2 Under the Act, all meetings of council, local boards, and committees of council must be open to the public, unless they fall within prescribed exceptions.
3 As of January 1, 2008, the Act gives citizens the right to request an investigation into whether a municipality has complied with the Act in closing a meeting to the public. Municipalities may appoint their own investigator or use the services of the Ontario Ombudsman. The Act designates the Ombudsman as the default investigator for municipalities that have not appointed their own.
4 The Ombudsman is the closed meeting investigator for the Township of Chamberlain.
5 In investigating closed meeting complaints, we consider whether the open meeting requirements of the Act and the municipal procedure by-law have been observed.
The 2014 municipal election
6 The municipal election was held on October 27, 2014, and the new council was sworn in on December 1. Two members of the previous council returned for the new council term. Any mention of “council” at meetings held prior to December 1, 2014 refers to the council as it stood at the time of the meeting.
7 The township’s procedure by-law (by-law 623), which was passed in June 1995, states that regular meetings of council are held the first and third Tuesday of every month at 7:30 p.m. However, the township’s website states that meetings are only held the first Tuesday of the month.
8 The by-law does not state how notice of meetings is provided to the public. The township’s website indicates that notice of meetings is provided “in the local media”. Staff told my Office that this is only correct in the case of special meetings, which are announced on a local radio station. Agendas are posted in the township office in advance of meetings.
9 Section 6 of the by-law states that all council and committee meetings shall be open to the public, subject to certain exceptions:
13 My Office’s Open Meeting Law Enforcement Team (OMLET) reviewed relevant portions of the municipality’s procedure by-law and the Act, as well as the materials for the meetings in question. They also spoke with the current Reeve and clerk, the former Reeve, a member of the current council who was present for the last council term during the meetings in question, and former members of staff.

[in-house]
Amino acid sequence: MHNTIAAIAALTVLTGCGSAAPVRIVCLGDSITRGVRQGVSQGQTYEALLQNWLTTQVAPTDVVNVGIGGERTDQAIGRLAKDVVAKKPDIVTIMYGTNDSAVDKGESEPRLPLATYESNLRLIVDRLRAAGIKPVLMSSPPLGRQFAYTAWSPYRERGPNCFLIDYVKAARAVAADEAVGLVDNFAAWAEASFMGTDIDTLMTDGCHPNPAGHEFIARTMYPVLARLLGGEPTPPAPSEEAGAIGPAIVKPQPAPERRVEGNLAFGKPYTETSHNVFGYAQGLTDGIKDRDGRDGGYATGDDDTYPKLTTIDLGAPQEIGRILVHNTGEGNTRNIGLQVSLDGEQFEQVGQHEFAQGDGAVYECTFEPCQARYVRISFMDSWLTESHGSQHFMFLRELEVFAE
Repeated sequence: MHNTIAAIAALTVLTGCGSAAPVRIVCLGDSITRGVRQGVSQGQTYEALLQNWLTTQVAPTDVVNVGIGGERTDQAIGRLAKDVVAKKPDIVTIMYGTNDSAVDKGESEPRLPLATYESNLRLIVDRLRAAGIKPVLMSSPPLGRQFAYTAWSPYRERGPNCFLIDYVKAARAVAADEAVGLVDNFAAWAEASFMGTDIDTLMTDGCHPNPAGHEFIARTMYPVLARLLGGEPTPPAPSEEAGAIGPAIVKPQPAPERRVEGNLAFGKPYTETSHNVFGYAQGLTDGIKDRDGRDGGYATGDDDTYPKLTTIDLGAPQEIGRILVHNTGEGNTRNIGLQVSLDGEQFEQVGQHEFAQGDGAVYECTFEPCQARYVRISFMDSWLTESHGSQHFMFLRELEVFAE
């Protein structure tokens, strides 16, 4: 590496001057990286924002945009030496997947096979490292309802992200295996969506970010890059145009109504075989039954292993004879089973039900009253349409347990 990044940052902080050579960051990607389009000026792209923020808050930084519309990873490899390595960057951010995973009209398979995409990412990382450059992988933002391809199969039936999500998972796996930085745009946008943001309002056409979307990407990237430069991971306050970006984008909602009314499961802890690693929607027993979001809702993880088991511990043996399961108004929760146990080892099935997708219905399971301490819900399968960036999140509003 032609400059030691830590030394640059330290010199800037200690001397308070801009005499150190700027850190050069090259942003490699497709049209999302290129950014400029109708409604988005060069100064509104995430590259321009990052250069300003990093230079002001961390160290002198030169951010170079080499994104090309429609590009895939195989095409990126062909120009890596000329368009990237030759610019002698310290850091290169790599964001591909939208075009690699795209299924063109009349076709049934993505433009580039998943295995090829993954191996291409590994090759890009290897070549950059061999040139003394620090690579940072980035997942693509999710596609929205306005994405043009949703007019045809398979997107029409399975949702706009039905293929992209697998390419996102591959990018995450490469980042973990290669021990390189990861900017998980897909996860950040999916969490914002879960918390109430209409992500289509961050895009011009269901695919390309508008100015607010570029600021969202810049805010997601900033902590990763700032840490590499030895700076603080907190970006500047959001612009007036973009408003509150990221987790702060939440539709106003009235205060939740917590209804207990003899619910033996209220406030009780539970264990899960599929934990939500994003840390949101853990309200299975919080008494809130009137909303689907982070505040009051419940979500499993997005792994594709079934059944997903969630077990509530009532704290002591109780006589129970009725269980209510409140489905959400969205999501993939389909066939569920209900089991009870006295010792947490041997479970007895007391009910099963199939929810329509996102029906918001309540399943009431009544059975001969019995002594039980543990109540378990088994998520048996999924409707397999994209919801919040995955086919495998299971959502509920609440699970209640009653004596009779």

14 My Office received full co-operation in this matter.
The November 2013 council meeting to discuss the termination of the clerk
15 My Office was told by current and former staff members, as well as the member of council who was present, that a meeting was held around November 2013 to discuss and decide upon the termination of the then-clerk. However, the current clerk – who was not with the township at the time - was unable to find any record of this meeting, including closed session minutes.
16 Both the former clerk and the former deputy clerk advised that they believed such a meeting took place, but they did not attend to keep minutes. Those who would have been present for the meeting were unable to recall details more than a year after the fact.
The December 3, 2013 council meeting to discuss the appointment of a new clerk
17 The current clerk told my Office that there was a closed meeting held on December 3, 2013, before he joined the municipality. Although the subject matter of the meeting was not clear, it is possible that this was the meeting at which council discussed appointing a new clerk.
18 The December 3 meeting was a regular council meeting that began at 7:30 p.m. in council chambers. None of the council or staff members who attended the meeting are still with the municipality.
19 The open session minutes indicate that council passed a resolution to proceed in camera at 8:15 p.m. No exception was cited, and no further information was provided regarding the subject matter of the closed session.
20 The open session resumed at 9:00 p.m. There is no further information in the open session minutes about the closed session discussions. The current clerk told my Office that closed session minutes for the meeting could not be located. The former deputy clerk advised that she did not attend this meeting to take minutes, and was not aware if anyone else did.